The Balance: Maintaining the balance of a healthy and active second chakra is difficult on its own. Throw martial arts into the mix, and it can sometimes be a recipe for disaster. However, the self-control that comes about from martial arts training is an incredibly useful tool when taming the second chakra.

REMEMBER: The drive held by the second chakra to make you content is insatiable. Don't forget that.

Enough is never enough as far as an unchecked second chakra is concerned.  To help illustrate this, think of yourself as a cup.  You want to be content so you aim to fill yourself.  Liquid pours into you and you excitedly think 'This is awesome.  I'm going to love this so much."  Then you go from simply enjoying it, to chasing it.  When this happens, the bottom of your cup is removed.  Now the liquid is pouring through you, and there is no amount that will ever be able to fulfill you. If you don't pay attention to it, the second chakra can lead you on a self-destructive path, whether or not what you are doing is normally productive.

For example, push ups are good for building upper body strength and working on your core if you do them correctly. Now let's say we have someone who loves to do push ups, it's their favorite exercise. They do them every other day at first. This is alright. Then they don't feel like they are getting enough of it. So they start doing them every day. Hundreds and hundreds every day. That doesn't sound very smart, does it? Especially considering that most people who love to do push ups that much are fitness enthusiasts who know that the body takes a certain amount of time to recover its muscles. Yet, every year, no matter where I am, I run into at least three people who do this. When I try to correct them, or even just talk to them about it, they either get incredibly defensive (usually claiming that I have no idea what I'm talking about), or look at me bewildered as if they had no idea what they were doing wasn't healthy.

The same people who get defensive are also the ones that I get to hear complain constantly, not only on how their arms hurt, but that they can't seem to see any results from their work outs. Imagine that. I speak from personal experience too, though. There was a time span of roughly a year when I trained obsessively. My body was in constant agony, and I still couldn't help myself. Thankfully, I have had some instructors who have taught me to do what was necessary to get more out of my training, and life too.

Read this next part carefully because I don't want anyone to miss this very important advice: Slow down. Relax, and breathe. This applies to all aspects of life. In martial arts it is this: You can't get everything from what you are training in today if you are busy thinking about what you will get from training tomorrow. In the end, if you are focused on the next session and not the current one then you will feel unsatisfied. Even in the grueling training of martial arts you'll catch yourself chasing happiness. The joy of being a better martial artist. The irony is that when you do that you can't focus on what kind of martial artist you are in that moment, so when you do become better you don't see it at all.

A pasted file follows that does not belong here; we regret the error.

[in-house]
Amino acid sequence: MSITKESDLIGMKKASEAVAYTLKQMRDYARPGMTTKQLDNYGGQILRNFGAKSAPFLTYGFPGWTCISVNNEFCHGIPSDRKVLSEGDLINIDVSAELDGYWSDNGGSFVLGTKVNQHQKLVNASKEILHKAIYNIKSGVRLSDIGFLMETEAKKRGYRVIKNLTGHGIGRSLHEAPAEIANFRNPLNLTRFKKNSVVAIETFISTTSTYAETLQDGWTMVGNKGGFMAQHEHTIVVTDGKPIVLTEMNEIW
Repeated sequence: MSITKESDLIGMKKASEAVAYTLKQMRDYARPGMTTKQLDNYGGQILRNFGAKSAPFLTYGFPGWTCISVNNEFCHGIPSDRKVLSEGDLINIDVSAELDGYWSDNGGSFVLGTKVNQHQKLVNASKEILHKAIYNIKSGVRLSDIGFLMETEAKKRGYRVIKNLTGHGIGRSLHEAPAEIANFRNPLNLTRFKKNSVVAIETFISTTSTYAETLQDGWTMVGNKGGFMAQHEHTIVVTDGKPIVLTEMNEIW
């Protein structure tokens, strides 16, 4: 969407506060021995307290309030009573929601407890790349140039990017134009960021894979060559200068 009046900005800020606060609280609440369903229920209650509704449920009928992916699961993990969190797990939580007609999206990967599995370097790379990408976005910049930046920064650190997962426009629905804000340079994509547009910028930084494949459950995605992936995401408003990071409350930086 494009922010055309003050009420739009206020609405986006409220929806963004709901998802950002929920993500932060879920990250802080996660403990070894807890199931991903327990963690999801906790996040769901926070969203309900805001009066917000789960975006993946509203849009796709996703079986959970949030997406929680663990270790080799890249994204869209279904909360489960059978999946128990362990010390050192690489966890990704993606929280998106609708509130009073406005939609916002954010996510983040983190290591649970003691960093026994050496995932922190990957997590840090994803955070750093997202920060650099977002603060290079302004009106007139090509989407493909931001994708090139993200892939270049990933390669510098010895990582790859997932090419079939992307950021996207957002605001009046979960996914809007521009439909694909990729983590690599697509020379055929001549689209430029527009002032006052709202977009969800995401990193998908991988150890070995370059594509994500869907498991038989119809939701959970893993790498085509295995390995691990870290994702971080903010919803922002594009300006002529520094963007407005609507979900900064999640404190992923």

Let's look at this in another way. If someone is in a fight and winning they may get caught up in the sensation of winning and start wanting to chase it. While still in the fight they begin to think about how good it will be when it is over and wondering what the next fight/victory will be like. Then, suddenly, they find themself catching a nice uppercut right to their gut and then three more to the head. Don't get too wrapped up in thinking about what's next.  Being in the present moment is a big part or martial arts, and will aid greatly in dealing with the second chakra.

One more way to see how this chakra can effect you. It can make you flat-out lazy. This is the decision that most martial artists face when it comes to the second chakra, and where most decide that it is not worth it. Do the benefits out weigh the pain? Naturally, being a martial artist, I say yes. It's an amazing journey, and there are many different types of benefits to be had. Health, Mind, Spirit. It's all there. Sadly, the Way of the martial arts is a calling that not all hear.

If you are intent on being a martial artist then do this to bring yourself into balance with your second chakra. First off, meditate on what your weaknesses are as far as chasing happiness goes. It could be sleeping too much, playing video games, anything. Then forgive yourself for having them. The more you beat yourself up over something negative that you do, the more likely you are to over correct and go right back to doing it again because (Oh, the big cosmic joke this one is) you want to make yourself feel better and overindulging in those things are the most sure-fire way you know to put a smile on your face, at least for a little while. After you have forgiven yourself, if it is a truly bad habit such as: drugs, alcohol, or self-induced pain you should go through the appropriate channels to get yourself taken care of.

If it is a simple pleasure: naps, games, working out. Do what I said before, slow down. Drink it all in and enjoy it. By doing this, and combining it with moderation, you can gain a very clear and healthy second chakra poised for you to get the most of your martial arts training.